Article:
Transition Brockville archive

Tag : Food security (133)

How to dehydrate fresh spinach

Mother Earth News / Tammy Taylor, Taylor-Made Homestead / 20 May 2016

It seems spinach is almost a feast-or-famine kind of vegetable — it’s gloriously prolific when it grows, then BOOM! Gone for the season. So, I’m harvesting as much spinach as I can by cutting the leaves to the bottom inch or so of the plant which allows the spinach plant to regrow it’s green leafy goodness for yet another harvest.

But fresh spinach is so perishable and we can only eat so much fresh spinach. I wanted to preserve this spring goodness to enjoy later in the year, so I decided to dehydrate it.

[ FULL ARTICLE ]

Confessions of a community garden coordinator

Permaculture Research Institute / Rebecca McCarty / 18 April 2017

Since it is now April, and because spring is (finally!) officially upon us up here in Minnesota in the United States, we’re about to start the next growing season in the community garden that I help to plan and coordinate for. For me, the garden absolutely comes with some excitement of yet another opportunity to grow our own food, to build community, and to get outside and spend some time in nature after being cooped up indoors all winter long.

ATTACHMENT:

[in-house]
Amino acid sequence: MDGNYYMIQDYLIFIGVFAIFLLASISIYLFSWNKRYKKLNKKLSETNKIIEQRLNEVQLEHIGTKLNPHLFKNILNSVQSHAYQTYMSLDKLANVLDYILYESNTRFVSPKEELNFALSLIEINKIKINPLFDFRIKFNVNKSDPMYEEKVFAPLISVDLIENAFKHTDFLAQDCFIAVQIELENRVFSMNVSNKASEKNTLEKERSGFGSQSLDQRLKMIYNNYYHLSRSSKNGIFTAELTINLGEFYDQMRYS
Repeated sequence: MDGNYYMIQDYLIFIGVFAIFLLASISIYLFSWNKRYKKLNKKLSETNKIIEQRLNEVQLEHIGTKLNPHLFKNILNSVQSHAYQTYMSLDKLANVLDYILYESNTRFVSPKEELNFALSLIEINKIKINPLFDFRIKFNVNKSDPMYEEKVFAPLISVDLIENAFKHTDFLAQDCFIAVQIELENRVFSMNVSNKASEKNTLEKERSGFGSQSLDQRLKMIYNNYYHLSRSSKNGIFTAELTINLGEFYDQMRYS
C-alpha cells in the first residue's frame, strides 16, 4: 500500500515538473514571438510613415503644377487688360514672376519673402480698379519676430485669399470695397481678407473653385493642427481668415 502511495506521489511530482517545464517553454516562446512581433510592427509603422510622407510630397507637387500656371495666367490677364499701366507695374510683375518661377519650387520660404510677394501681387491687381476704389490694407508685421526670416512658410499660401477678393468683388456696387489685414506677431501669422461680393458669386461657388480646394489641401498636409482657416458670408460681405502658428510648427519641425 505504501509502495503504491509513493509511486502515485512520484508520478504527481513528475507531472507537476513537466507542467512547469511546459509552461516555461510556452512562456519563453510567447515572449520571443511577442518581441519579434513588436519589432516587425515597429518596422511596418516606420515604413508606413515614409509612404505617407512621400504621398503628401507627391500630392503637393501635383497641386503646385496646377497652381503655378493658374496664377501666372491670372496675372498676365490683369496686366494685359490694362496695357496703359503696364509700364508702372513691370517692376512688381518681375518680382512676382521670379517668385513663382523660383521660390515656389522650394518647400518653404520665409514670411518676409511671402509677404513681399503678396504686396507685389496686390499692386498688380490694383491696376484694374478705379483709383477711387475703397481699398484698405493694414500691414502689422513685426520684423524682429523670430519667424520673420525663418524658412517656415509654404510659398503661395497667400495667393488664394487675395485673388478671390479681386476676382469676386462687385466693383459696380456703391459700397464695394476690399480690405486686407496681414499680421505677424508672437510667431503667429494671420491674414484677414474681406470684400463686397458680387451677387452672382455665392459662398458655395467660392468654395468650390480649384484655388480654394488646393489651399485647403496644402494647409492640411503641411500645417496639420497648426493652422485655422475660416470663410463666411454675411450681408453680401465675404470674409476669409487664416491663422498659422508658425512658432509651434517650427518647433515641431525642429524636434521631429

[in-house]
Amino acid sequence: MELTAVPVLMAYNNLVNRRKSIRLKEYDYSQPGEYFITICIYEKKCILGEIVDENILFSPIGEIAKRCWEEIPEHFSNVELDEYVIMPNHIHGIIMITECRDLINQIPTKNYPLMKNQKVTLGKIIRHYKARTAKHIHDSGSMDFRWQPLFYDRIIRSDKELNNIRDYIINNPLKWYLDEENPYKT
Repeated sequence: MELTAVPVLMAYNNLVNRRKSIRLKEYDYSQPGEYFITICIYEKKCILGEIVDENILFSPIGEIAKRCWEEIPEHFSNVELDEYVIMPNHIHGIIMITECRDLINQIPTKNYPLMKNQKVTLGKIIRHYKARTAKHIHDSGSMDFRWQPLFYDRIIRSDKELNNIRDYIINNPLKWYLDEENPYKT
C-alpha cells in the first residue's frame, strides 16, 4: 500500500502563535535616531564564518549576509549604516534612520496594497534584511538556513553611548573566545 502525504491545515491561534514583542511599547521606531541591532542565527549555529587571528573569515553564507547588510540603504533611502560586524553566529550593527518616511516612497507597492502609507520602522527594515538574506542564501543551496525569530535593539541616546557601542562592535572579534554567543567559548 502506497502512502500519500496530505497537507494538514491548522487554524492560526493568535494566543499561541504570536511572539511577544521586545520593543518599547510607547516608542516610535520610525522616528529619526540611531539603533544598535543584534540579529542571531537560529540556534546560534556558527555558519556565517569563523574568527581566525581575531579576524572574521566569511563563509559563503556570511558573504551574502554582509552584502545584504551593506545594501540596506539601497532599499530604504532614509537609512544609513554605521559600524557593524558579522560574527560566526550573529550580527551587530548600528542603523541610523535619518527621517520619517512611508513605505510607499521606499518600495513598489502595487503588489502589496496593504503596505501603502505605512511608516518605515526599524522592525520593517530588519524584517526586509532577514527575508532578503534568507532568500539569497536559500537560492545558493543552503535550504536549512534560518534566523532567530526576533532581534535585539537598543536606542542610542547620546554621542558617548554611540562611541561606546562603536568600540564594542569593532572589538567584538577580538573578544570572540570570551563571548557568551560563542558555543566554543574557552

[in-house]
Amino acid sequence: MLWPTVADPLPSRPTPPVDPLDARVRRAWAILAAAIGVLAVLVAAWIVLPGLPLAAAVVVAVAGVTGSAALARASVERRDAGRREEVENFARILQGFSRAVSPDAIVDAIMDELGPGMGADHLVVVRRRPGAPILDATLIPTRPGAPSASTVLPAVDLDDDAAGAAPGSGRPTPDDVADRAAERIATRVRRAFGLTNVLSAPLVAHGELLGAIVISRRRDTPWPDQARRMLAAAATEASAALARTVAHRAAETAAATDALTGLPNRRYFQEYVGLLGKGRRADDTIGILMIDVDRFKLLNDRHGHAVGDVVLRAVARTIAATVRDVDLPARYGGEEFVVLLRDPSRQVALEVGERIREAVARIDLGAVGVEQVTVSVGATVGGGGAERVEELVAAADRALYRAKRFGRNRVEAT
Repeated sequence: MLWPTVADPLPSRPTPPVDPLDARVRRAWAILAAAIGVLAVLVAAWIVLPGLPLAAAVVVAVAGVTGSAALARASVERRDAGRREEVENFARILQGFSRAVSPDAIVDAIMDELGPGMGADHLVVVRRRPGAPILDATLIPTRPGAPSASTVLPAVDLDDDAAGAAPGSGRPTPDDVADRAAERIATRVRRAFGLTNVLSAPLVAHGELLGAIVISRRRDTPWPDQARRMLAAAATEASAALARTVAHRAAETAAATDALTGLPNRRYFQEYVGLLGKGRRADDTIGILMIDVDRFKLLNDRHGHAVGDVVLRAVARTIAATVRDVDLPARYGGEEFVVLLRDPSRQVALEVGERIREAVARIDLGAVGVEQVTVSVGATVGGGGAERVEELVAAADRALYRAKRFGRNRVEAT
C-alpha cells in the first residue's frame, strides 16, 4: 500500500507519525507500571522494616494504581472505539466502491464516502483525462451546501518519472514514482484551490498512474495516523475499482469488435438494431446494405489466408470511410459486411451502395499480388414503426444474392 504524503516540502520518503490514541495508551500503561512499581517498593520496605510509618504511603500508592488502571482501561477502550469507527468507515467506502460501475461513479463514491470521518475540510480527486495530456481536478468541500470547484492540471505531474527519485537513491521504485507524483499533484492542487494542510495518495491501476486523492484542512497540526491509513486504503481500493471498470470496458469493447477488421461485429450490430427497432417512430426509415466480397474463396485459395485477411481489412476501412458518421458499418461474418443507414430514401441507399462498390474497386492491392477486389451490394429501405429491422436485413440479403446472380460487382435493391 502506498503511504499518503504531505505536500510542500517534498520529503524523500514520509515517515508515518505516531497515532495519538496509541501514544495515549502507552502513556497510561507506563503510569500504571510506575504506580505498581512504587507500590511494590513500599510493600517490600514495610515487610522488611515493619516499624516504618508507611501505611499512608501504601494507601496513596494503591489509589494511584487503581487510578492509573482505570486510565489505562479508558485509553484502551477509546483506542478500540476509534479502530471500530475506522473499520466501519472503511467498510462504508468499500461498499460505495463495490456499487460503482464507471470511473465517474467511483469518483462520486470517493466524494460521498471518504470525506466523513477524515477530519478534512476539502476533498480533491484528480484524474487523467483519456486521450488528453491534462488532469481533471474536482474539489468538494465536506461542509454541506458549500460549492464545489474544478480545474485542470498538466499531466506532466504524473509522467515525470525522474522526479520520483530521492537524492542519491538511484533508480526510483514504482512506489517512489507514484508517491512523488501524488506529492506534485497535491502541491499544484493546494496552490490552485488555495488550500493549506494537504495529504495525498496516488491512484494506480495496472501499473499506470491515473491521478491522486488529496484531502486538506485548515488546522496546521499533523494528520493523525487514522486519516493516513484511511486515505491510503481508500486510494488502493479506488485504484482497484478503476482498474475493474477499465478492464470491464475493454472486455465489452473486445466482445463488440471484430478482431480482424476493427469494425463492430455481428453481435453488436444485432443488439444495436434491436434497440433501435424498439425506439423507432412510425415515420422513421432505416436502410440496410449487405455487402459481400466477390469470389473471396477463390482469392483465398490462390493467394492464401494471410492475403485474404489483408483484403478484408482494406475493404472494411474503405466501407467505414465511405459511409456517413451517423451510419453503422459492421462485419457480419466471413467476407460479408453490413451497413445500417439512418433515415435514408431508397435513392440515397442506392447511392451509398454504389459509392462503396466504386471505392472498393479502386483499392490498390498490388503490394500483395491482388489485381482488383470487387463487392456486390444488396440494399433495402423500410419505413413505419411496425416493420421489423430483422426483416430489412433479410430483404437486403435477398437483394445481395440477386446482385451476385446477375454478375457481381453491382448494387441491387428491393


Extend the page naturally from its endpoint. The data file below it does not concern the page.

However, it also comes with many of the responsibilities of management in the human realm. This is a level of management that I hadn’t really fully contemplated when I first got involved with the garden. I don’t really regret my involvement with the garden by any means, but there are many things that I’ve learned so far through my experience as a founding member of a community garden planning and coordinating team since it was established five years ago.

I would like to share just a few of the things that I have learned along the way in community garden planning and coordinating. I hope that by sharing my experiences about the community garden that I am involved with, it will help you if you are considering starting a community garden yourself.

[ FULL ARTICLE ]

Unconventional gardening methods: Pros and cons

Mother Earth News / Shelley Stonebrook / February/March 2017

Novel gardening methods go through phases of prominence on the gardening scene. Perhaps made popular by a new book or a reinvigoration of an old method, there’s always some “hot” technique, product, or way to garden. But what’s just hype, and what really works? Which gardening methods have noted advantages? And which methods make sense for small-scale backyard gardeners versus serious homesteaders or market gardeners? Let’s dig into the benefits and potential hang-ups of six gardening styles you’ve likely heard about lately.

[ FULL ARTICLE ]

Experts: ‘Myth’ that pesticides are necessary to feed the world

The Guardian / Damian Carrington / 07 March 2017

The idea that pesticides are essential to feed a fast-growing global population is a myth, according to UN food and pollution experts.

A new report, being presented to the UN human rights council on Wednesday, is severely critical of the global corporations that manufacture pesticides, accusing them of the “systematic denial of harms”, “aggressive, unethical marketing tactics” and heavy lobbying of governments which has “obstructed reforms and paralysed global pesticide restrictions”.